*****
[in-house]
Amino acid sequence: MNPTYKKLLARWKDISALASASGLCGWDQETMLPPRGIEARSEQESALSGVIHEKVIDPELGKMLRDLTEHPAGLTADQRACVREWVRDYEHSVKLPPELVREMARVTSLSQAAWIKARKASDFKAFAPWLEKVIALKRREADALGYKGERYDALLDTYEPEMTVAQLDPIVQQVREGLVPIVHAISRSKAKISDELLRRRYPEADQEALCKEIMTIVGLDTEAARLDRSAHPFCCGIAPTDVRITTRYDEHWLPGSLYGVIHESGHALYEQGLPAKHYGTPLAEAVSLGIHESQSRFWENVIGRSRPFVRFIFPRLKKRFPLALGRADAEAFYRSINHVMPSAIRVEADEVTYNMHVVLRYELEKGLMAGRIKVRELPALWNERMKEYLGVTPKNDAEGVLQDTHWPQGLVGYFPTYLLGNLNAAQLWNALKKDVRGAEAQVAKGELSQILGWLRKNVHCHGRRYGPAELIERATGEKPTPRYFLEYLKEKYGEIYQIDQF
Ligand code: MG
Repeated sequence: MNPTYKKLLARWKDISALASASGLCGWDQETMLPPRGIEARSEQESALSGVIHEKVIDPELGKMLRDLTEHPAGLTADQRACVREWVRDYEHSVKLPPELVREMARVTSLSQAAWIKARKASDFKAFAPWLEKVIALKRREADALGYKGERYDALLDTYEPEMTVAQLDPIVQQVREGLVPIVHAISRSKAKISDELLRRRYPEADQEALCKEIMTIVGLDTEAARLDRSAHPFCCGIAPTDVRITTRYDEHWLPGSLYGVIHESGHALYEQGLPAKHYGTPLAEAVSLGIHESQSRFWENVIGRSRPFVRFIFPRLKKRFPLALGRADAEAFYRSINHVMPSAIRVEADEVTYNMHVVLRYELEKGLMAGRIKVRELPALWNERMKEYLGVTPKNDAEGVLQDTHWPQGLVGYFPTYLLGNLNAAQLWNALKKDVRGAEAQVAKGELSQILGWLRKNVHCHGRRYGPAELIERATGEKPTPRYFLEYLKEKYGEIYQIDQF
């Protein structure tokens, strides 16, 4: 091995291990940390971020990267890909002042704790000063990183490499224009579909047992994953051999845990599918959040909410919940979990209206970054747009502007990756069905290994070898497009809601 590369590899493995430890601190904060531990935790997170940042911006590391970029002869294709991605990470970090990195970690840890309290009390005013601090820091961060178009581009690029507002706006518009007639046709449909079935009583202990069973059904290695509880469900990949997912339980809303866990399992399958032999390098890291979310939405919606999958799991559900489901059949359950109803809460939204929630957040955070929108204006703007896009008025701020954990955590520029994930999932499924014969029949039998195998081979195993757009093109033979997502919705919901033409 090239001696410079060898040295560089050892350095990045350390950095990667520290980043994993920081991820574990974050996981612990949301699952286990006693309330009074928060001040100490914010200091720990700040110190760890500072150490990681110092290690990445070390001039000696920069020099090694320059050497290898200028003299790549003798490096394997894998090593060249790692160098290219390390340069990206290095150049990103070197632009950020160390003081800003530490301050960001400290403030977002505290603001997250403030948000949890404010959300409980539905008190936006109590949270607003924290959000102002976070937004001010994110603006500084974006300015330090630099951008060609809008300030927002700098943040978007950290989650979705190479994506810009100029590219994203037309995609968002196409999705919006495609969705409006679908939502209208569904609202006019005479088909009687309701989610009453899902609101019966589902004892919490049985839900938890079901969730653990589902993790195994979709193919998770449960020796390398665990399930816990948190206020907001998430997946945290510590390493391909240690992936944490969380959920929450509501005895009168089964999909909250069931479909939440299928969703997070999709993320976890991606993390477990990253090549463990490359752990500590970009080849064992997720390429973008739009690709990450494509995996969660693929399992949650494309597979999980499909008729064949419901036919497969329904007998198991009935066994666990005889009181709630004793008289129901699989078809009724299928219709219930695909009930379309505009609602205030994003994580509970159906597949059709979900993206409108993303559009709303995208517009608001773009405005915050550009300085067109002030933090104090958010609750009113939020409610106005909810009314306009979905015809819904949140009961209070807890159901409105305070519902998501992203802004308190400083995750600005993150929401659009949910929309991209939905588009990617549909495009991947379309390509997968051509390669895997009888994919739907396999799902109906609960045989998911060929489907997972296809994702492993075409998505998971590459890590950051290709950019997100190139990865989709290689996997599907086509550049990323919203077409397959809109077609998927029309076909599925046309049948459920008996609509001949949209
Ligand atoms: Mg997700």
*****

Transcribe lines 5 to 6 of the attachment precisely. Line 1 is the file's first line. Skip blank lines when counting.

């Protein structure tokens, strides 16, 4: 091995291990940390971020990267890909002042704790000063990183490499224009579909047992994953051999845990599918959040909410919940979990209206970054747009502007990756069905290994070898497009809601 590369590899493995430890601190904060531990935790997170940042911006590391970029002869294709991605990470970090990195970690840890309290009390005013601090820091961060178009581009690029507002706006518009007639046709449909079935009583202990069973059904290695509880469900990949997912339980809303866990399992399958032999390098890291979310939405919606999958799991559900489901059949359950109803809460939204929630957040955070929108204006703007896009008025701020954990955590520029994930999932499924014969029949039998195998081979195993757009093109033979997502919705919901033409 090239001696410079060898040295560089050892350095990045350390950095990667520290980043994993920081991820574990974050996981612990949301699952286990006693309330009074928060001040100490914010200091720990700040110190760890500072150490990681110092290690990445070390001039000696920069020099090694320059050497290898200028003299790549003798490096394997894998090593060249790692160098290219390390340069990206290095150049990103070197632009950020160390003081800003530490301050960001400290403030977002505290603001997250403030948000949890404010959300409980539905008190936006109590949270607003924290959000102002976070937004001010994110603006500084974006300015330090630099951008060609809008300030927002700098943040978007950290989650979705190479994506810009100029590219994203037309995609968002196409999705919006495609969705409006679908939502209208569904609202006019005479088909009687309701989610009453899902609101019966589902004892919490049985839900938890079901969730653990589902993790195994979709193919998770449960020796390398665990399930816990948190206020907001998430997946945290510590390493391909240690992936944490969380959920929450509501005895009168089964999909909250069931479909939440299928969703997070999709993320976890991606993390477990990253090549463990490359752990500590970009080849064992997720390429973008739009690709990450494509995996969660693929399992949650494309597979999980499909008729064949419901036919497969329904007998198991009935066994666990005889009181709630004793008289129901699989078809009724299928219709219930695909009930379309505009609602205030994003994580509970159906597949059709979900993206409108993303559009709303995208517009608001773009405005915050550009300085067109002030933090104090958010609750009113939020409610106005909810009314306009979905015809819904949140009961209070807890159901409105305070519902998501992203802004308190400083995750600005993150929401659009949910929309991209939905588009990617549909495009991947379309390509997968051509390669895997009888994919739907396999799902109906609960045989998911060929489907997972296809994702492993075409998505998971590459890590950051290709950019997100190139990865989709290689996997599907086509550049990323919203077409397959809109077609998927029309076909599925046309049948459920008996609509001949949209
Ligand atoms: Mg997700």